(b) The Government attaches much importance to civil service morale. Expanding the Political Appointment System can strengthen the support to the Secretaries of Department and Directors of Bureau and enhance their capacity in handling political work. This will be conducive to maintaining a permanent, professional, and politically neutral civil service.
Regarding the remuneration level of politically appointed officials and their working relationship with civil servants, we would like to set out the following.
* On the issue of remuneration level, we consider that the remuneration packages for the positions of Under Secretaries and Political Assistants have to be competitive and should reflect the level of responsibility for these positions. The current remuneration packages for Under Secretaries and Political Assistants were approved by the Finance Committee of the LegCo in December 2007. Under Secretaries and Political Assistants are not civil servants and their remuneration packages are not linked to those of the civil service. It is not appropriate to compare the level of their remuneration directly with that of civil servants. In fact, Under Secretaries and Political Assistants are remunerated on the basis of a total cash package, and there are no housing allowance, passage allowance or gratuity benefits for them. Based on the remuneration ranges approved by the Finance Committee, the remuneration for Under Secretaries is pitched at a range equivalent to 65 per cent to 75 per cent of the remuneration for a Director of Bureau. For ease of reference, the above remuneration range for Under Secretaries is broadly equivalent to the remuneration of a D4 to D6 civil servant on agreement terms with all allowances and end-of-contract gratuity encashed. As regards Political Assistants, their remuneration is pitched at a range equivalent to 35 per cent to 55 per cent of the remuneration for a Director of Bureau. For ease of reference, the above remuneration range for Political Assistants is broadly equivalent to the remuneration of a senior professional to D2 civil servant on agreement terms with all allowances and end-of-contract gratuity encashed.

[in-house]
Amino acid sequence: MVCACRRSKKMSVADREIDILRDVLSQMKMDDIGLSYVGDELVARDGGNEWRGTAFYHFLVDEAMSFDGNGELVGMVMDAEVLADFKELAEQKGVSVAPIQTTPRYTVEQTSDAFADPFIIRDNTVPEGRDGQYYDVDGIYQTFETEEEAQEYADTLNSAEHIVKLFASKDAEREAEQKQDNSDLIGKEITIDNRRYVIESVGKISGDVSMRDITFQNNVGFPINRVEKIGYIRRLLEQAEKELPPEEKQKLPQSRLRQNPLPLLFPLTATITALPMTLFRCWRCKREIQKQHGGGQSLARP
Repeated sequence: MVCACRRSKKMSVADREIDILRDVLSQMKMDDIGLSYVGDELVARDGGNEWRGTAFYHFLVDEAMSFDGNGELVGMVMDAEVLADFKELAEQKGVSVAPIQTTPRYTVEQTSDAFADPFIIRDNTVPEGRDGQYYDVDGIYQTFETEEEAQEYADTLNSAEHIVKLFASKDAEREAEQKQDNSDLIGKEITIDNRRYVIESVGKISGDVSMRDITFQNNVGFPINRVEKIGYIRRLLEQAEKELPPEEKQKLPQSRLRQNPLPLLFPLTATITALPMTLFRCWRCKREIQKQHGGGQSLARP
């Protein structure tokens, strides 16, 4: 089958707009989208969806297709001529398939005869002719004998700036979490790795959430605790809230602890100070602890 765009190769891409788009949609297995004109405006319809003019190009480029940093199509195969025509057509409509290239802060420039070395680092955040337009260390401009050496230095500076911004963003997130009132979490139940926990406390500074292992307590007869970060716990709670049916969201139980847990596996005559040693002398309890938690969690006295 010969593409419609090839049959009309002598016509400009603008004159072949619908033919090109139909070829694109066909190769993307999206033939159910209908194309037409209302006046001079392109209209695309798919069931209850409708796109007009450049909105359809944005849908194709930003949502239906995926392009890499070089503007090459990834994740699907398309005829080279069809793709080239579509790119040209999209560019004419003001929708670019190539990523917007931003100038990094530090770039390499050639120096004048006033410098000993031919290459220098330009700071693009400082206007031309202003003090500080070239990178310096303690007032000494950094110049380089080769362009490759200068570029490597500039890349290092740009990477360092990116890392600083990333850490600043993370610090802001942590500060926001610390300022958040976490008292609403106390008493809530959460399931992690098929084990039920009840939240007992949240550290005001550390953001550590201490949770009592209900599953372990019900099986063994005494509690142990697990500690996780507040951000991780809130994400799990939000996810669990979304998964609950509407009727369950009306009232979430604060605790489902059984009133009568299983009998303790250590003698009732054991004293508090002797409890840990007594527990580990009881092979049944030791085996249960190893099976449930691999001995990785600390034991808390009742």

* On the issue of working arrangements, the Government has underlined the role of Under Secretaries in assuming the full range of political responsibilities, and the role of Political Assistants in providing political support and input and in conducting political liaison, when drawing up their respective job descriptions. This is to better delineate the responsibilities between them and the civil service colleagues.
As the CE indicated on May 20 when announcing the Under Secretary appointments, as the establishment of the new positions of Under Secretaries and Political Assistants represents a new arrangement, there is bound to be a period of transition. However, the Government is confident that the newly appointed officials will work closely with the Secretaries of Department and Directors of Bureau, and our highly professional civil servants in serving Hong Kong, as a team.
Ends/Wednesday, June 18, 2008